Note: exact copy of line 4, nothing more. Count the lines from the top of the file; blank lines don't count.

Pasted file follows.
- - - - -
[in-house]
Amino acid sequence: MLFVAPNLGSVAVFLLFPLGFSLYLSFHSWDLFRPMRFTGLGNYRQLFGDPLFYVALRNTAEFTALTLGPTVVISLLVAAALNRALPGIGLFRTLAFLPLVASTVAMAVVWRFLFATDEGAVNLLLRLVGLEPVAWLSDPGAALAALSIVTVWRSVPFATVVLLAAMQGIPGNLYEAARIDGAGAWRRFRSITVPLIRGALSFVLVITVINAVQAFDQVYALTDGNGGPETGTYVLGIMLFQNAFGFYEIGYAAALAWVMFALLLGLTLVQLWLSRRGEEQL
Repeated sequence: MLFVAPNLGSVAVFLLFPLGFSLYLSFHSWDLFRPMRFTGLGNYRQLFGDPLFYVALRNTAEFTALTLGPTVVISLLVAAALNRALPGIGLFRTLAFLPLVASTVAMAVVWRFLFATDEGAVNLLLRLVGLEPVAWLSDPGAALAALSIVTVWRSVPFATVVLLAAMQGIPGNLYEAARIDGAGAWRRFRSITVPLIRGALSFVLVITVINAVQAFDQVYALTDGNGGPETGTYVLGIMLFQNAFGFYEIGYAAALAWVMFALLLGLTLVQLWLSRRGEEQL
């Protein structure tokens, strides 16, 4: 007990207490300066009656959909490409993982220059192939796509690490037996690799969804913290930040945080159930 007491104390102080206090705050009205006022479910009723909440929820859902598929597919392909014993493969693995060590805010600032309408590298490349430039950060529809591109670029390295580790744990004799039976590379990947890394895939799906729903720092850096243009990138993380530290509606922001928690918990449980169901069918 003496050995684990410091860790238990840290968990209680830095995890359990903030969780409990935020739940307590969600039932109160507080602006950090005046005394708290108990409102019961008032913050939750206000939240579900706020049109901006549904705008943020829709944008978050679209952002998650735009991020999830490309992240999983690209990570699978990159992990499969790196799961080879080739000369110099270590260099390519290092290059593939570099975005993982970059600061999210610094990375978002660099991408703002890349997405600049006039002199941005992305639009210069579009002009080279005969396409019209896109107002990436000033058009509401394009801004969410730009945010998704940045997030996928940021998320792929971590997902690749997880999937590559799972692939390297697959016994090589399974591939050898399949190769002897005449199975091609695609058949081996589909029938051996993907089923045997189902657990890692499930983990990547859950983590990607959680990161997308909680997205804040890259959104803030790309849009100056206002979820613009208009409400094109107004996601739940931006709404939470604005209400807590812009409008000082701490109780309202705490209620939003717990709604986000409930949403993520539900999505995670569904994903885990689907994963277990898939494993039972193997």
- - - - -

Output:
């Protein structure tokens, strides 16, 4: 007990207490300066009656959909490409993982220059192939796509690490037996690799969804913290930040945080159930 007491104390102080206090705050009205006022479910009723909440929820859902598929597919392909014993493969693995060590805010600032309408590298490349430039950060529809591109670029390295580790744990004799039976590379990947890394895939799906729903720092850096243009990138993380530290509606922001928690918990449980169901069918 003496050995684990410091860790238990840290968990209680830095995890359990903030969780409990935020739940307590969600039932109160507080602006950090005046005394708290108990409102019961008032913050939750206000939240579900706020049109901006549904705008943020829709944008978050679209952002998650735009991020999830490309992240999983690209990570699978990159992990499969790196799961080879080739000369110099270590260099390519290092290059593939570099975005993982970059600061999210610094990375978002660099991408703002890349997405600049006039002199941005992305639009210069579009002009080279005969396409019209896109107002990436000033058009509401394009801004969410730009945010998704940045997030996928940021998320792929971590997902690749997880999937590559799972692939390297697959016994090589399974591939050898399949190769002897005449199975091609695609058949081996589909029938051996993907089923045997189902657990890692499930983990990547859950983590990607959680990161997308909680997205804040890259959104803030790309849009100056206002979820613009208009409400094109107004996601739940931006709404939470604005209400807590812009409008000082701490109780309202705490209620939003717990709604986000409930949403993520539900999505995670569904994903885990689907994963277990898939494993039972193997």